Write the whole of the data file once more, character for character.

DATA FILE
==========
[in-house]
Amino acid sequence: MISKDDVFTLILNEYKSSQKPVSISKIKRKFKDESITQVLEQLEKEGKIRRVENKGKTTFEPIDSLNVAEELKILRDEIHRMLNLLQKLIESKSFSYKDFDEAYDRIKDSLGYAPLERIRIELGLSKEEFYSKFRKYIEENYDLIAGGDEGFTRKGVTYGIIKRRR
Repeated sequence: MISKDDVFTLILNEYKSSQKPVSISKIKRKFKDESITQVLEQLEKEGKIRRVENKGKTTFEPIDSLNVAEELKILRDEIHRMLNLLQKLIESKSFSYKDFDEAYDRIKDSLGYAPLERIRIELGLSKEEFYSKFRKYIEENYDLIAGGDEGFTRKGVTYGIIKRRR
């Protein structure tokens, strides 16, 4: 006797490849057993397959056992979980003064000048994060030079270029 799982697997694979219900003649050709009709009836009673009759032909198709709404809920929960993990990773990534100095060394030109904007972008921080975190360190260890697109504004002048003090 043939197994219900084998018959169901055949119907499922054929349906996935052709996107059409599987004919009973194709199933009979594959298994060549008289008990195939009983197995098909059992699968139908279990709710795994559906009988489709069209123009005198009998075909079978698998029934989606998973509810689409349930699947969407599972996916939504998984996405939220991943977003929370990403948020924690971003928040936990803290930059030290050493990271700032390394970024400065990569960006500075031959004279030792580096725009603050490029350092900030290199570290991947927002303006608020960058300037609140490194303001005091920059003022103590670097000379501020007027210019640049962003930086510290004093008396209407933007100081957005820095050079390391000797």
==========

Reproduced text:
[in-house]
Amino acid sequence: MISKDDVFTLILNEYKSSQKPVSISKIKRKFKDESITQVLEQLEKEGKIRRVENKGKTTFEPIDSLNVAEELKILRDEIHRMLNLLQKLIESKSFSYKDFDEAYDRIKDSLGYAPLERIRIELGLSKEEFYSKFRKYIEENYDLIAGGDEGFTRKGVTYGIIKRRR
Repeated sequence: MISKDDVFTLILNEYKSSQKPVSISKIKRKFKDESITQVLEQLEKEGKIRRVENKGKTTFEPIDSLNVAEELKILRDEIHRMLNLLQKLIESKSFSYKDFDEAYDRIKDSLGYAPLERIRIELGLSKEEFYSKFRKYIEENYDLIAGGDEGFTRKGVTYGIIKRRR
């Protein structure tokens, strides 16, 4: 006797490849057993397959056992979980003064000048994060030079270029 799982697997694979219900003649050709009709009836009673009759032909198709709404809920929960993990990773990534100095060394030109904007972008921080975190360190260890697109504004002048003090 043939197994219900084998018959169901055949119907499922054929349906996935052709996107059409599987004919009973194709199933009979594959298994060549008289008990195939009983197995098909059992699968139908279990709710795994559906009988489709069209123009005198009998075909079978698998029934989606998973509810689409349930699947969407599972996916939504998984996405939220991943977003929370990403948020924690971003928040936990803290930059030290050493990271700032390394970024400065990569960006500075031959004279030792580096725009603050490029350092900030290199570290991947927002303006608020960058300037609140490194303001005091920059003022103590670097000379501020007027210019640049962003930086510290004093008396209407933007100081957005820095050079390391000797």